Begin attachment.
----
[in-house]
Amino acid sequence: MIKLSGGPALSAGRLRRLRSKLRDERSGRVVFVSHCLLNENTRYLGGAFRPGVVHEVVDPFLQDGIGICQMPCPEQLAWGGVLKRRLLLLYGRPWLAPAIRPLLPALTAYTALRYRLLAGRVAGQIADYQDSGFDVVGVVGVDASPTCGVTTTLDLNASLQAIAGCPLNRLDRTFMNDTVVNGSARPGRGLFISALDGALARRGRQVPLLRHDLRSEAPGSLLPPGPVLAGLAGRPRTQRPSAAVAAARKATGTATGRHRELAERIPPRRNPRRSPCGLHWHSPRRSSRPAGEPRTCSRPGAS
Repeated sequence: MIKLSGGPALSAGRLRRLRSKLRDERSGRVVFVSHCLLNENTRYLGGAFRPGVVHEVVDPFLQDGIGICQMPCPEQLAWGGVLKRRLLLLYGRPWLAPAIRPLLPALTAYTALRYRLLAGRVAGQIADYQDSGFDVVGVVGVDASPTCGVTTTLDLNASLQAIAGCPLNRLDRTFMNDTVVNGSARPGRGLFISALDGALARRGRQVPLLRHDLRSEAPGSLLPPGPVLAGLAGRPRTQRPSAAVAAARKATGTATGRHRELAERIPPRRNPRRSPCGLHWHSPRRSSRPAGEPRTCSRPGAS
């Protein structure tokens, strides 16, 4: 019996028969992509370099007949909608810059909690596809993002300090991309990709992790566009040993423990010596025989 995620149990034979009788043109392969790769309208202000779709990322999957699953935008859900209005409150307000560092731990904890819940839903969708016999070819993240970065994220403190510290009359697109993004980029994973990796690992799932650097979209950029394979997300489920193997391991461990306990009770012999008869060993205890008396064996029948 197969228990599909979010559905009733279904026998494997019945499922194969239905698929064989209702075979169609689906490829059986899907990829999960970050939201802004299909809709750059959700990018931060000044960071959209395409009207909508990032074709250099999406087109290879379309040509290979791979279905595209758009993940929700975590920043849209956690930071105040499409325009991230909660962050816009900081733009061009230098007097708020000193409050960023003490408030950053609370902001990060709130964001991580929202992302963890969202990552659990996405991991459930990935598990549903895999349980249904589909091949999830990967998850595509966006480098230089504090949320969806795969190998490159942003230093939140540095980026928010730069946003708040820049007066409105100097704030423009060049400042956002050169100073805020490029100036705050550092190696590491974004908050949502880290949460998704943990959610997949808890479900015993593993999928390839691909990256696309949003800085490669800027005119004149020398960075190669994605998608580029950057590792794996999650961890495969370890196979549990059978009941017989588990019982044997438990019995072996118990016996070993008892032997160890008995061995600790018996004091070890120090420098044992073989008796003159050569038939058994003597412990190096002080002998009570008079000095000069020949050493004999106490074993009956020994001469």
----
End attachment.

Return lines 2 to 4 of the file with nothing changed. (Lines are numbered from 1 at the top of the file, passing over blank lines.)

Amino acid sequence: MIKLSGGPALSAGRLRRLRSKLRDERSGRVVFVSHCLLNENTRYLGGAFRPGVVHEVVDPFLQDGIGICQMPCPEQLAWGGVLKRRLLLLYGRPWLAPAIRPLLPALTAYTALRYRLLAGRVAGQIADYQDSGFDVVGVVGVDASPTCGVTTTLDLNASLQAIAGCPLNRLDRTFMNDTVVNGSARPGRGLFISALDGALARRGRQVPLLRHDLRSEAPGSLLPPGPVLAGLAGRPRTQRPSAAVAAARKATGTATGRHRELAERIPPRRNPRRSPCGLHWHSPRRSSRPAGEPRTCSRPGAS
Repeated sequence: MIKLSGGPALSAGRLRRLRSKLRDERSGRVVFVSHCLLNENTRYLGGAFRPGVVHEVVDPFLQDGIGICQMPCPEQLAWGGVLKRRLLLLYGRPWLAPAIRPLLPALTAYTALRYRLLAGRVAGQIADYQDSGFDVVGVVGVDASPTCGVTTTLDLNASLQAIAGCPLNRLDRTFMNDTVVNGSARPGRGLFISALDGALARRGRQVPLLRHDLRSEAPGSLLPPGPVLAGLAGRPRTQRPSAAVAAARKATGTATGRHRELAERIPPRRNPRRSPCGLHWHSPRRSSRPAGEPRTCSRPGAS
């Protein structure tokens, strides 16, 4: 019996028969992509370099007949909608810059909690596809993002300090991309990709992790566009040993423990010596025989 995620149990034979009788043109392969790769309208202000779709990322999957699953935008859900209005409150307000560092731990904890819940839903969708016999070819993240970065994220403190510290009359697109993004980029994973990796690992799932650097979209950029394979997300489920193997391991461990306990009770012999008869060993205890008396064996029948 197969228990599909979010559905009733279904026998494997019945499922194969239905698929064989209702075979169609689906490829059986899907990829999960970050939201802004299909809709750059959700990018931060000044960071959209395409009207909508990032074709250099999406087109290879379309040509290979791979279905595209758009993940929700975590920043849209956690930071105040499409325009991230909660962050816009900081733009061009230098007097708020000193409050960023003490408030950053609370902001990060709130964001991580929202992302963890969202990552659990996405991991459930990935598990549903895999349980249904589909091949999830990967998850595509966006480098230089504090949320969806795969190998490159942003230093939140540095980026928010730069946003708040820049007066409105100097704030423009060049400042956002050169100073805020490029100036705050550092190696590491974004908050949502880290949460998704943990959610997949808890479900015993593993999928390839691909990256696309949003800085490669800027005119004149020398960075190669994605998608580029950057590792794996999650961890495969370890196979549990059978009941017989588990019982044997438990019995072996118990016996070993008892032997160890008995061995600790018996004091070890120090420098044992073989008796003159050569038939058994003597412990190096002080002998009570008079000095000069020949050493004999106490074993009956020994001469």